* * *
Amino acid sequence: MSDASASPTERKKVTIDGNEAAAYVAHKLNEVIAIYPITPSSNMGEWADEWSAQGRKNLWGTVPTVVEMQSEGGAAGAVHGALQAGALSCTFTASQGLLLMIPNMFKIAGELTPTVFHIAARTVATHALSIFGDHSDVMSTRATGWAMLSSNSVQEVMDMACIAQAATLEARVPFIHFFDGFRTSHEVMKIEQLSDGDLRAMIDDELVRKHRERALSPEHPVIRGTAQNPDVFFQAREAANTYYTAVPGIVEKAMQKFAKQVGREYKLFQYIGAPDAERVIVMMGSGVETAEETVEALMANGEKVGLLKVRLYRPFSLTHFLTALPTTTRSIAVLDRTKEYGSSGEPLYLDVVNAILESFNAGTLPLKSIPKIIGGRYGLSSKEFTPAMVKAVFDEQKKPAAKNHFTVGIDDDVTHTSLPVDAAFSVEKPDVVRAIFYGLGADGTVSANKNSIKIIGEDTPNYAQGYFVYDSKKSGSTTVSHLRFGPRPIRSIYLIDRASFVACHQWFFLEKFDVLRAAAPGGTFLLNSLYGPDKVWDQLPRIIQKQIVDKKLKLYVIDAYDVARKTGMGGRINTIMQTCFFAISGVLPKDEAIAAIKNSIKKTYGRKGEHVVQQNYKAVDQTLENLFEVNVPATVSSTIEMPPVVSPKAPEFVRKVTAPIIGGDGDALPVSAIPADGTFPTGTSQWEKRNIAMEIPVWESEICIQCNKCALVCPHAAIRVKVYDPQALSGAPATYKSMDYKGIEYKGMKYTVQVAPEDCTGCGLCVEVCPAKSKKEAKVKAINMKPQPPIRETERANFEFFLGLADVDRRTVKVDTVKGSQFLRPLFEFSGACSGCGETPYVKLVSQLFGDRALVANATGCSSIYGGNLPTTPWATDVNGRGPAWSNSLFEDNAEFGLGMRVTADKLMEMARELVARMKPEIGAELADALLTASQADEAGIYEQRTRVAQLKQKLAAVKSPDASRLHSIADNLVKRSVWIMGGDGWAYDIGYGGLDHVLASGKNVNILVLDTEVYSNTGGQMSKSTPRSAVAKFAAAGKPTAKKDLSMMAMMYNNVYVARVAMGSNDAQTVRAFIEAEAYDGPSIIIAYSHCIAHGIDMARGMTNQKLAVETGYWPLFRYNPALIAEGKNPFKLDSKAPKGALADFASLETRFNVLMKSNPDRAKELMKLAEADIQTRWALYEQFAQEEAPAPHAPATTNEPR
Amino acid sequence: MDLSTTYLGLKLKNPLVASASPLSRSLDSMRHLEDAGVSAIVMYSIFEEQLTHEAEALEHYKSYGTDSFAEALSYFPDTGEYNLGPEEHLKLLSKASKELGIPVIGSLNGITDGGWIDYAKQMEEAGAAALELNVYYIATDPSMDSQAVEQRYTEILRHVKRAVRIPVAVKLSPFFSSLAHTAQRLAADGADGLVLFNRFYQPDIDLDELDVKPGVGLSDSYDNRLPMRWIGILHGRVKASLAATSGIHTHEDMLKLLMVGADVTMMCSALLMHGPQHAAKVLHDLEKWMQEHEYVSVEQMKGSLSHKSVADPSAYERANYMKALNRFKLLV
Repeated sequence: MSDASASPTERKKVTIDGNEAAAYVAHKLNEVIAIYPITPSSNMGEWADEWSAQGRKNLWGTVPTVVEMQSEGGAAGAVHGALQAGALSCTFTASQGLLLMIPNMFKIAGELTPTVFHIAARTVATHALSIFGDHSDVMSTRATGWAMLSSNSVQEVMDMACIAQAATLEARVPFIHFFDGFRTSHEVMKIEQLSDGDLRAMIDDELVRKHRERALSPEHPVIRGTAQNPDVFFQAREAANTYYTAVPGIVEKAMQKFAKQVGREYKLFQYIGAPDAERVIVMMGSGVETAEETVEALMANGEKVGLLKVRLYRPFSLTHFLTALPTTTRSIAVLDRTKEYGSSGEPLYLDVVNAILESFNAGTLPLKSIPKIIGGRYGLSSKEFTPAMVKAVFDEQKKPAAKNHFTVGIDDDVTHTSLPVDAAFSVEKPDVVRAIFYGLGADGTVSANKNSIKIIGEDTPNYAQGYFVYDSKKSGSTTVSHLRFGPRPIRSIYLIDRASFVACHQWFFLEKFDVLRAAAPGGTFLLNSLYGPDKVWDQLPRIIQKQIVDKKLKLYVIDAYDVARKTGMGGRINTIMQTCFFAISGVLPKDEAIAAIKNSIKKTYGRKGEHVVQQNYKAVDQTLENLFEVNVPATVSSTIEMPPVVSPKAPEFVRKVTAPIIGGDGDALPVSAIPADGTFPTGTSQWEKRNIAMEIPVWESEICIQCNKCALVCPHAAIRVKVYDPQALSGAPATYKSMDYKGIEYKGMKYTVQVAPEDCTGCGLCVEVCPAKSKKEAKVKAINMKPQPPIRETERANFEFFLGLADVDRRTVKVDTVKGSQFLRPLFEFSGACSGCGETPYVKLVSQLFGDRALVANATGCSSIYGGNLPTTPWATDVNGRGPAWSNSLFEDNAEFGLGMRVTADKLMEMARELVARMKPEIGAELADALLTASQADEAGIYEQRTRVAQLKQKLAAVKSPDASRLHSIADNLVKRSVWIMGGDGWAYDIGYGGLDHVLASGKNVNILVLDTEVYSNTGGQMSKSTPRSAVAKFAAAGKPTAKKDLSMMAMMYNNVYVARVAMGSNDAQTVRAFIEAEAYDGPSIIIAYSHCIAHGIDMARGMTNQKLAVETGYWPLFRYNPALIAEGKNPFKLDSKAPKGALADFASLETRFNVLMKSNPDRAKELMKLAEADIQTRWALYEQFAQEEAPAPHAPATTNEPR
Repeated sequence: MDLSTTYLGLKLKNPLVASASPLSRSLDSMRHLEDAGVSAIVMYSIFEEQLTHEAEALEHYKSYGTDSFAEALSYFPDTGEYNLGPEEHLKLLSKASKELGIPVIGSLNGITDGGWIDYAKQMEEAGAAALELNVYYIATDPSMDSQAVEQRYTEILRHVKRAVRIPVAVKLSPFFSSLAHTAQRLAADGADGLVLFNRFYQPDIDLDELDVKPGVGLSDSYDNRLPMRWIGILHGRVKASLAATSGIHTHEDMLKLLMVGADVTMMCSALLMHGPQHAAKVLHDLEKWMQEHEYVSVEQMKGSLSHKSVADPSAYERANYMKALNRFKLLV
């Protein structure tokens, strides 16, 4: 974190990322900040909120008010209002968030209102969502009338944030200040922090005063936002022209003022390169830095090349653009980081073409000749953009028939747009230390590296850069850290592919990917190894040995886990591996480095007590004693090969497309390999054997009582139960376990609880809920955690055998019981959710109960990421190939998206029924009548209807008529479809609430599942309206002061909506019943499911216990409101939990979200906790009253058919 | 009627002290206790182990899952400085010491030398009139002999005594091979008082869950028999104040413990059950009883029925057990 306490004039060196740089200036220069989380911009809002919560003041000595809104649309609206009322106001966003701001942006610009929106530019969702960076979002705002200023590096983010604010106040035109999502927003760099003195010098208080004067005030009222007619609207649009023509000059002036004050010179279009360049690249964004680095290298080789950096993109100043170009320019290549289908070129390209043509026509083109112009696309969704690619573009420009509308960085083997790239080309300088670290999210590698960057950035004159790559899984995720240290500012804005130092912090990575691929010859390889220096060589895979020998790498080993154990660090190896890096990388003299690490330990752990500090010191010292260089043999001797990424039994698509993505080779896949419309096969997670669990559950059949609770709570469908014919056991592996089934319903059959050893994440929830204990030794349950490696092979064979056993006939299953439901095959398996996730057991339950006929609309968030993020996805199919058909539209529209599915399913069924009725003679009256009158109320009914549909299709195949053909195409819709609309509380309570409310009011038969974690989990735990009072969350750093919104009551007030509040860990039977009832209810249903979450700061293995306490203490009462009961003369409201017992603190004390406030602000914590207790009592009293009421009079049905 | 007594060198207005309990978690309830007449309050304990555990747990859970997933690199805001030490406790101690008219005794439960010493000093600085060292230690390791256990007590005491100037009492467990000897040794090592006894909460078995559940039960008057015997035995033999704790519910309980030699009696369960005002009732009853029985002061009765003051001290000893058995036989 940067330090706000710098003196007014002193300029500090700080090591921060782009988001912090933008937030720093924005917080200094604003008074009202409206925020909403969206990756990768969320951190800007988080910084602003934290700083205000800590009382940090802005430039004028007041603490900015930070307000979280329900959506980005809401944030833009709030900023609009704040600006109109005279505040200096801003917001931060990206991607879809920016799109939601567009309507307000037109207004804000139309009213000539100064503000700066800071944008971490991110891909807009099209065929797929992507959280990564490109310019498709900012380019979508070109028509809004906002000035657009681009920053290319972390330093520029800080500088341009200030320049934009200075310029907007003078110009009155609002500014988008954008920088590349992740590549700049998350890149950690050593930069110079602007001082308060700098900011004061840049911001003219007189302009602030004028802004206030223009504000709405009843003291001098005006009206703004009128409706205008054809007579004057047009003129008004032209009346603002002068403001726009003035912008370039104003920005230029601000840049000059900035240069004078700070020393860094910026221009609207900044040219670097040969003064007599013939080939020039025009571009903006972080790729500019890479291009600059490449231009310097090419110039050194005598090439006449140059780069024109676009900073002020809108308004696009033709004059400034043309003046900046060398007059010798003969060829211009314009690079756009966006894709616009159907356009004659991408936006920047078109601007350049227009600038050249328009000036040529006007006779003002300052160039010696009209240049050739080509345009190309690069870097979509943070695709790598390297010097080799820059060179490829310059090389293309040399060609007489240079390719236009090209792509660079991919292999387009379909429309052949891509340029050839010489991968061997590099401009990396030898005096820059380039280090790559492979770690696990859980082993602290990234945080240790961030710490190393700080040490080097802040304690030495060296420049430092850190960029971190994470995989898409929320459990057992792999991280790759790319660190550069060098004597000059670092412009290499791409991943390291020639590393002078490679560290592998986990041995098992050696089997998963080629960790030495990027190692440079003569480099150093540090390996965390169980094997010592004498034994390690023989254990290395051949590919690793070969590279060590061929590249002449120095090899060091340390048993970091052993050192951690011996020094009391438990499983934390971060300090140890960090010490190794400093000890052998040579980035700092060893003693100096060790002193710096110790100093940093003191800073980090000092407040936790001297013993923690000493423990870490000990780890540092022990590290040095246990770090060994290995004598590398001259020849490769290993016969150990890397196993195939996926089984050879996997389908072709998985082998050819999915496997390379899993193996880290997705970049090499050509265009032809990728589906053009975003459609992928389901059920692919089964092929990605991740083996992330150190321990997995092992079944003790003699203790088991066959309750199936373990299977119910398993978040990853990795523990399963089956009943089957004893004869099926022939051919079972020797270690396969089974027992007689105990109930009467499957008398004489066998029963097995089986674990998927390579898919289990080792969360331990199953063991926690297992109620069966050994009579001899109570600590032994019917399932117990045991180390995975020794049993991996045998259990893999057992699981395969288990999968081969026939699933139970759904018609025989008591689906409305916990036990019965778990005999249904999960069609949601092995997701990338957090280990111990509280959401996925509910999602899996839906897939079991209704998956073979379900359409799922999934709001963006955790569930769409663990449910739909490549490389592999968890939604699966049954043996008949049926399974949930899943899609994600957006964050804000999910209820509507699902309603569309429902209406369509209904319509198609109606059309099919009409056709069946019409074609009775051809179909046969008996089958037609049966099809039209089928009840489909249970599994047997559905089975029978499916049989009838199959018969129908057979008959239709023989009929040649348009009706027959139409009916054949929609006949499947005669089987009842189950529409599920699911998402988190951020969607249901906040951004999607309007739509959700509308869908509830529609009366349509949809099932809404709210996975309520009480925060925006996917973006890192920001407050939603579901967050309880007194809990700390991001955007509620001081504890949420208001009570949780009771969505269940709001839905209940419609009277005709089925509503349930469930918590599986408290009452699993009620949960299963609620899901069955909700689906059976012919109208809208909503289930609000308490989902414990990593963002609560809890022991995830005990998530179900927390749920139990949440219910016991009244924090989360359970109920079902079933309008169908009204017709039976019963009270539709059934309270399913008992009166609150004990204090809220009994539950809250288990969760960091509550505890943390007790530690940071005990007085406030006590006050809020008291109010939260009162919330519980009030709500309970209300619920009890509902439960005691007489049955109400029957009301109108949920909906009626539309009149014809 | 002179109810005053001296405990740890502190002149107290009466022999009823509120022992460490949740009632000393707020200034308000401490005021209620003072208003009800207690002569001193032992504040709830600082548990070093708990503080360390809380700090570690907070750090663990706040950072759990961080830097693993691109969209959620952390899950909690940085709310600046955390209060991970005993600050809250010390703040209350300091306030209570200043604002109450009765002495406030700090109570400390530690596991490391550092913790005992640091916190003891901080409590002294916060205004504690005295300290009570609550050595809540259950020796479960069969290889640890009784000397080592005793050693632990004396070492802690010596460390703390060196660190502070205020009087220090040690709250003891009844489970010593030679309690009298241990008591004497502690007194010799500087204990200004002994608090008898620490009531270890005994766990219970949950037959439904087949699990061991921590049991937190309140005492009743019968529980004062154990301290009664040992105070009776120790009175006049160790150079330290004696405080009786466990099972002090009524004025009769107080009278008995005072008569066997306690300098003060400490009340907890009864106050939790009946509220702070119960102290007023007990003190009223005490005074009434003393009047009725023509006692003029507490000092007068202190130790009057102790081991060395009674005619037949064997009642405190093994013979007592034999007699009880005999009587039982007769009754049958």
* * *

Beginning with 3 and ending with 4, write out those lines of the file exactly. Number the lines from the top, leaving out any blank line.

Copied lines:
Repeated sequence: MSDASASPTERKKVTIDGNEAAAYVAHKLNEVIAIYPITPSSNMGEWADEWSAQGRKNLWGTVPTVVEMQSEGGAAGAVHGALQAGALSCTFTASQGLLLMIPNMFKIAGELTPTVFHIAARTVATHALSIFGDHSDVMSTRATGWAMLSSNSVQEVMDMACIAQAATLEARVPFIHFFDGFRTSHEVMKIEQLSDGDLRAMIDDELVRKHRERALSPEHPVIRGTAQNPDVFFQAREAANTYYTAVPGIVEKAMQKFAKQVGREYKLFQYIGAPDAERVIVMMGSGVETAEETVEALMANGEKVGLLKVRLYRPFSLTHFLTALPTTTRSIAVLDRTKEYGSSGEPLYLDVVNAILESFNAGTLPLKSIPKIIGGRYGLSSKEFTPAMVKAVFDEQKKPAAKNHFTVGIDDDVTHTSLPVDAAFSVEKPDVVRAIFYGLGADGTVSANKNSIKIIGEDTPNYAQGYFVYDSKKSGSTTVSHLRFGPRPIRSIYLIDRASFVACHQWFFLEKFDVLRAAAPGGTFLLNSLYGPDKVWDQLPRIIQKQIVDKKLKLYVIDAYDVARKTGMGGRINTIMQTCFFAISGVLPKDEAIAAIKNSIKKTYGRKGEHVVQQNYKAVDQTLENLFEVNVPATVSSTIEMPPVVSPKAPEFVRKVTAPIIGGDGDALPVSAIPADGTFPTGTSQWEKRNIAMEIPVWESEICIQCNKCALVCPHAAIRVKVYDPQALSGAPATYKSMDYKGIEYKGMKYTVQVAPEDCTGCGLCVEVCPAKSKKEAKVKAINMKPQPPIRETERANFEFFLGLADVDRRTVKVDTVKGSQFLRPLFEFSGACSGCGETPYVKLVSQLFGDRALVANATGCSSIYGGNLPTTPWATDVNGRGPAWSNSLFEDNAEFGLGMRVTADKLMEMARELVARMKPEIGAELADALLTASQADEAGIYEQRTRVAQLKQKLAAVKSPDASRLHSIADNLVKRSVWIMGGDGWAYDIGYGGLDHVLASGKNVNILVLDTEVYSNTGGQMSKSTPRSAVAKFAAAGKPTAKKDLSMMAMMYNNVYVARVAMGSNDAQTVRAFIEAEAYDGPSIIIAYSHCIAHGIDMARGMTNQKLAVETGYWPLFRYNPALIAEGKNPFKLDSKAPKGALADFASLETRFNVLMKSNPDRAKELMKLAEADIQTRWALYEQFAQEEAPAPHAPATTNEPR
Repeated sequence: MDLSTTYLGLKLKNPLVASASPLSRSLDSMRHLEDAGVSAIVMYSIFEEQLTHEAEALEHYKSYGTDSFAEALSYFPDTGEYNLGPEEHLKLLSKASKELGIPVIGSLNGITDGGWIDYAKQMEEAGAAALELNVYYIATDPSMDSQAVEQRYTEILRHVKRAVRIPVAVKLSPFFSSLAHTAQRLAADGADGLVLFNRFYQPDIDLDELDVKPGVGLSDSYDNRLPMRWIGILHGRVKASLAATSGIHTHEDMLKLLMVGADVTMMCSALLMHGPQHAAKVLHDLEKWMQEHEYVSVEQMKGSLSHKSVADPSAYERANYMKALNRFKLLV